I get asked about Spey casting a lot these days and there is certainly and upweling of interest in this great part of the sport now here in New Zealand. The problem most anglers have is where to start. So here's a few pics and a few thoughts where to start with Spey rods.
If you didn't get a chance to see the articles I wrote on the topic for Fish and Game Magazine last year then you can check them out here;
Firstly where to start? I'm of the opinion that if you have the money and are really wantign to get into Spey casting then it's a good idea to bite the bullet and buy yourself a true Spey rod. For New Zealand a rod between 12'6 and 14' for a #7 or 8 line is perfect. These rod will handle big trout and salmon whilst still having enough feel to enjoyably fish for smaller trout around the country. The rod I fish is a 13'6 #7 Scott T2H, a slightly cheaper alternative to the Scott T3H.
Full Spey Line, Skagit or European? There are really three different types of Spey casting and Spey lines. Without going into it here (read the articles for a full break down) what I recommend is that if you really want to learn properly how to do all of the casts well then start with a full floating Spey line like the Airflo Delta Spey. Then when it comes to fishing I tend to use and recommend a Skagit set up. What you do is put a running line onto your reel and then loop onto this a Skagit head. The skagit head is floating and only 24 feet long. The idea is that that Skagit head sits back in a D-Loop and loads the long rod. Off the end of the Skagit head you then put either a custom cut tip (which can be shortened to suit the water you tend to fish) or a sinking Polyleader.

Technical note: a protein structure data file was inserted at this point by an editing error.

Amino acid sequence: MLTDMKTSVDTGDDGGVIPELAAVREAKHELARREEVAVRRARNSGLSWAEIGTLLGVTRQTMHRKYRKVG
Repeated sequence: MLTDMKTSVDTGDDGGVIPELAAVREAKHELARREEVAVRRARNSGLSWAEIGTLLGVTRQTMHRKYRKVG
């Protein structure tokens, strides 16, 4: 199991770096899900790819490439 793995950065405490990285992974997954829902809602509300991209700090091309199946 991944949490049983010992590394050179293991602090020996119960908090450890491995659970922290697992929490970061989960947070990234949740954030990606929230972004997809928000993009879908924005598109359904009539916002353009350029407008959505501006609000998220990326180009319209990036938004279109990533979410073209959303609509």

Here's a pic of me casting a 13'6 Scott T2H on the Tongariro with an Airflo Skagit line. Note the wedge shaped D-Loop loading the rod.
The foward cast shoots through, note the bright green skagit head is easily carrying the heavy 200 grain custom tip with a clean and steady loop.
So what's a Switch Rod? A Switch rod is simply a rod that can be cast either single hand or two handed. Ie you can Switch from single to two hand. These rods are generally 10'6" to 11'6" and are a good introduction to two handers. In NZ if you're wanting a Switch rod for the Tongariro or for chasing sea runs or even Salmon in Canterbury then I think a #8 Switch rod is perfect.
To get people started with Spey I've designed a new Airflo Switch rod. These are 11'0" #8 4pc and retail at $299 for the rod or we've packaged them with an Explorer reel and a 40- floating fly line for $499. The idea is to fish sinking Polyleaders off the end of the 40-, the 14' extra super fast leaders are good for deep pools but you could drop back to a 5' or 10' leader in shallower water. These sets can also be teamed up with a 390grain Skagit head which would a slightly more expensive set but would handle heavier tips for really deep work.
Can I Nymph with a Spey Rod? Full length Spey rods are clumsy for nymphing so if you are wanting to do a bit of nymphing with the rod then you are best opting for a Switch rod. In saying that both Switch and full Spey rods are best fished with a sink tip and wet fly. I tend to swing big rabbit flies like our Bunny Leech or a Woolly Bugger type pattern.